Washington — U.S. Ambassador Eileen Chamberlain Donahoe said in Geneva August 22 that the regime of Syrian President Bashar al-Assad is carrying out significant acts of brutality against anti-government opponents and that “innocent civilians are being massacred.”
“We have documentary evidence that they’ve used tanks, machine guns, grenades and snipers against peaceful protesters, human rights defenders,” Donahoe told reporters at the U.N. Human Rights Council in Geneva. Donahoe is the U.S. permanent representative to the council.
The Geneva-based Human Rights Council met for the second time since April on allegations that the Assad regime has committed significant human rights violations against the Syrian people. The session was held shortly after a U.N. human rights investigatory panel recommended to the U.N. Security Council that Syria be referred to the International Criminal Court for prosecution of alleged crimes.
“There’s growing unity and resolve that Assad must go,” Donahoe added. “He’s lost the legitimacy to rule the Syrian people.”
Compounding the urgency for international action, Donahoe said, is that the special representative of the U.N. secretary-general on children and armed conflict has let the Human Rights Council know that there are credible allegations of torture of children by Syrian security forces.
“We condemn, in the strongest terms, the ongoing slaughter and callous brutality unleashed by the Assad regime against the Syrian people,” Donahoe said during the council’s special session.
U.N. High Commissioner for Human Rights Navi Pillay told the 47-nation council that more than 2,200 people have been killed in Syria in the five-month-old crackdown. Donahoe told reporters that the United States supports accountability for atrocities against the Syrian people.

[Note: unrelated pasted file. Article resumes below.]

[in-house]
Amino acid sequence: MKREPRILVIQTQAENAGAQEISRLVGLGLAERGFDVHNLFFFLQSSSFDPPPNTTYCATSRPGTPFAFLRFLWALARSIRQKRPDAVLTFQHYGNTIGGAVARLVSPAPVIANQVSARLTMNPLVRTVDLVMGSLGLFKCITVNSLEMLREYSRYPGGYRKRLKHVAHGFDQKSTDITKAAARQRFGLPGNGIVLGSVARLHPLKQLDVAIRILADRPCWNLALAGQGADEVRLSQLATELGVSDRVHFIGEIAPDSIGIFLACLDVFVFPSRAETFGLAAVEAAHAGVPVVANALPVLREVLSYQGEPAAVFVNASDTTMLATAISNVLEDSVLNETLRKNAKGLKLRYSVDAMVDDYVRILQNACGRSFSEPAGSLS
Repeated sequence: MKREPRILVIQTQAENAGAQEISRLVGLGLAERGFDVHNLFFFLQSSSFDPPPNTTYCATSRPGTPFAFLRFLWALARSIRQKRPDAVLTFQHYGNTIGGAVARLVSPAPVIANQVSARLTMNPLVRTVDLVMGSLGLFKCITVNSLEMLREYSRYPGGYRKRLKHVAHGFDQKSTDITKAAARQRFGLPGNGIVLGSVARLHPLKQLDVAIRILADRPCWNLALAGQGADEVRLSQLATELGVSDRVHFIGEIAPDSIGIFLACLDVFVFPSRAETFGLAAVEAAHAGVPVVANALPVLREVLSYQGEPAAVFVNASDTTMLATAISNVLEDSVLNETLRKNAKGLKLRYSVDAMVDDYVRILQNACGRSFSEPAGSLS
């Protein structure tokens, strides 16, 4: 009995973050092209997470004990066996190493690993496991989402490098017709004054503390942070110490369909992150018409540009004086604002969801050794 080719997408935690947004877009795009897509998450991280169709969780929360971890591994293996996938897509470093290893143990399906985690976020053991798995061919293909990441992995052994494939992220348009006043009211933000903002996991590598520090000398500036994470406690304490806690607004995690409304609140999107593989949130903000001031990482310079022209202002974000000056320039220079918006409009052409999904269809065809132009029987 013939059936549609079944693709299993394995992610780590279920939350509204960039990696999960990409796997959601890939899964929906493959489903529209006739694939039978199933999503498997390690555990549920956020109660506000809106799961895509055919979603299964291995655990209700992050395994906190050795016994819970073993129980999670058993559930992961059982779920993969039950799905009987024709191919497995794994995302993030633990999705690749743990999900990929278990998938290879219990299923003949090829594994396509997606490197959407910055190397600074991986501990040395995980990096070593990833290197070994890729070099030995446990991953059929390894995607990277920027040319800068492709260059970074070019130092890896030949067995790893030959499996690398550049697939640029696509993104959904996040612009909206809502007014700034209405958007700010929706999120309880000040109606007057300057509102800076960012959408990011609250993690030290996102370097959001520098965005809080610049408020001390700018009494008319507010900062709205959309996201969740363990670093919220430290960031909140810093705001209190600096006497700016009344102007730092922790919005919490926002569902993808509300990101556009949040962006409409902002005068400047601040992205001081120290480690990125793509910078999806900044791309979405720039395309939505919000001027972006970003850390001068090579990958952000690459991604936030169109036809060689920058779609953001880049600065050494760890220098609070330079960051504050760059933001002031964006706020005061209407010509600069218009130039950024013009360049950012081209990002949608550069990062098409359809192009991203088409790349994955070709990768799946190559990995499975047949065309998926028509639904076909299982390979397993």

U.N. Secretary-General Ban Ki-moon told Assad in a telephone call August 17 that “all military operations and mass arrests must cease immediately,” a U.N. statement said.
“Everyone knows that the human rights crisis has deteriorated significantly in the last few weeks,” Donahoe said. “The high commissioner for human rights has come out and indicated that there are credible allegations of systematic and widespread human rights violations that may amount to crimes against humanity.”
Donahoe said the Arab League, the Organization of the Islamic Conference and the European Union have urged Assad to immediately stop the violence, and President Obama has asked Assad to step down and allow the Syrian people to move toward a peaceful and democratic future.
The purpose of the special session on August 22 was to convince Assad that he must step down and the violence must stop, she added.
“The specific outcome we hope for is the establishment of a commission of inquiry to investigate facts on the ground in Syria and to bring the Syrian authorities who are responsible for the atrocities to account,” Donahoe said.
“To the brave people of Syria who are demanding freedom and dignity, we send the message that the world stands by you, and we will not ignore your plight,” she added.